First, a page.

Saturday night John Gillow presented a detailed and story-filled account of his travels in the Islamic world. It was a visual journey and the audience were fortunate to be able to see and handle the textiles first-hand.
In John's own words his travelling life began like this:
Fourty years ago as a young schoolboy, I travelled to Istanbul. I found myself a cheap place to stay. The next morning I awoke with a start to the call of the muezzin, a sound that was to become increasingly familiar over the decades, as I spent more and more time in the Muslim world.
As I wandered around the bazaar, I was entranced by carpets, furs, beaten brass, carved wood and exotic soilver jewelry, none of which a poor schoolboy’s pockets could afford. What did find were scraps of Ottoman embroidery, which were then very cheap, and which I bought as presents for my sister, girlfriend, and doting grandmother. I was hooked – not just on the textiles themselves but on the lives of the peasants and nomads who had created them. I resolved there and then to lead a life of travel, focused on finding out more about hand-crafted textiles and their origins.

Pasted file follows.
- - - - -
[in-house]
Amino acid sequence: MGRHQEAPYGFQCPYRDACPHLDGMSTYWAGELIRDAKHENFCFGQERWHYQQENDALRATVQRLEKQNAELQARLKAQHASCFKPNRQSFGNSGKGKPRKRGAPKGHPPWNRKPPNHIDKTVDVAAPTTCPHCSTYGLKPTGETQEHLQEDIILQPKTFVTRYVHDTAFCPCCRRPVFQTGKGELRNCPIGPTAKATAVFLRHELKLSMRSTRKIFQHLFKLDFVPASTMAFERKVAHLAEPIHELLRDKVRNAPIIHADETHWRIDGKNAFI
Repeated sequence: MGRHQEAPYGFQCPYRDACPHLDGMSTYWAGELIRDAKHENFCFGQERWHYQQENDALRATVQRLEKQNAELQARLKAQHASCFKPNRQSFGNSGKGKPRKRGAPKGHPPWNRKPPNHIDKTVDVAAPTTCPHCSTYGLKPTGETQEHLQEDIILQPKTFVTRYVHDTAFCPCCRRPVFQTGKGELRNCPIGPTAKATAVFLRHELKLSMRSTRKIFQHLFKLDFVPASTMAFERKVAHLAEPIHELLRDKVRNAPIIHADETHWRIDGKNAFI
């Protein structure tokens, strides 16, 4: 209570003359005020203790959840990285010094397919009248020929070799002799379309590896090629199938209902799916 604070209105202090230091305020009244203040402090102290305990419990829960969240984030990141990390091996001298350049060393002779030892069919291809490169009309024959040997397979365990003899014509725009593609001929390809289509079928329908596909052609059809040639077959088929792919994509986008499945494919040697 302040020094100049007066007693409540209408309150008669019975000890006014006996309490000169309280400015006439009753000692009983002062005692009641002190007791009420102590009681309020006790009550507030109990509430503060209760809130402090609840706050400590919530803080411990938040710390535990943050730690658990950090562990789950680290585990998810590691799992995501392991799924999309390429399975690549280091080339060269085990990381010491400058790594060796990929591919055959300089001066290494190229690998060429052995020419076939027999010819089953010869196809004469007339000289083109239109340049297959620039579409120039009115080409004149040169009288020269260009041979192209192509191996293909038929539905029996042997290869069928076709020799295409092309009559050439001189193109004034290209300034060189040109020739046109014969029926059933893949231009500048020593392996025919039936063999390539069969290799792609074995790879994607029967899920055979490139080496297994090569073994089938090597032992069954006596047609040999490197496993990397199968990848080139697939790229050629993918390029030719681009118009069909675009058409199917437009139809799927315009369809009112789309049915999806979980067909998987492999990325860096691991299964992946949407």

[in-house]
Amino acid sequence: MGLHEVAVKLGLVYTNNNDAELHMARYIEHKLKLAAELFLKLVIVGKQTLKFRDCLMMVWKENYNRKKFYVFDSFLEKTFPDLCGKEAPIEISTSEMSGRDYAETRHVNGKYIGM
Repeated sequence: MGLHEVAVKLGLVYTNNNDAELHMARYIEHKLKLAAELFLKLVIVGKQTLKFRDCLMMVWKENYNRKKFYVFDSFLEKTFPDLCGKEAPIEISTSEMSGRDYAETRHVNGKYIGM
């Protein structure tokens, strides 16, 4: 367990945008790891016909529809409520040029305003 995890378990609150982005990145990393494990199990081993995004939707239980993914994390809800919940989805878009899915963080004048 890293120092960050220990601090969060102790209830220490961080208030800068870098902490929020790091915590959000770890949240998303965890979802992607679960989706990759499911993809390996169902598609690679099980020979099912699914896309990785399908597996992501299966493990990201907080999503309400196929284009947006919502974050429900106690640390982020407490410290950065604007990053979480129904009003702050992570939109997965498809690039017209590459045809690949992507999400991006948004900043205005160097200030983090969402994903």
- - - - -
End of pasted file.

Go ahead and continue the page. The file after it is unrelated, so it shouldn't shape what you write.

Bryan Whitehead's lecture on October 2nd is sold out. But his excellent work is on exhibit (and for sale) at the Silk Weaving Studio. A visit is well rewarded.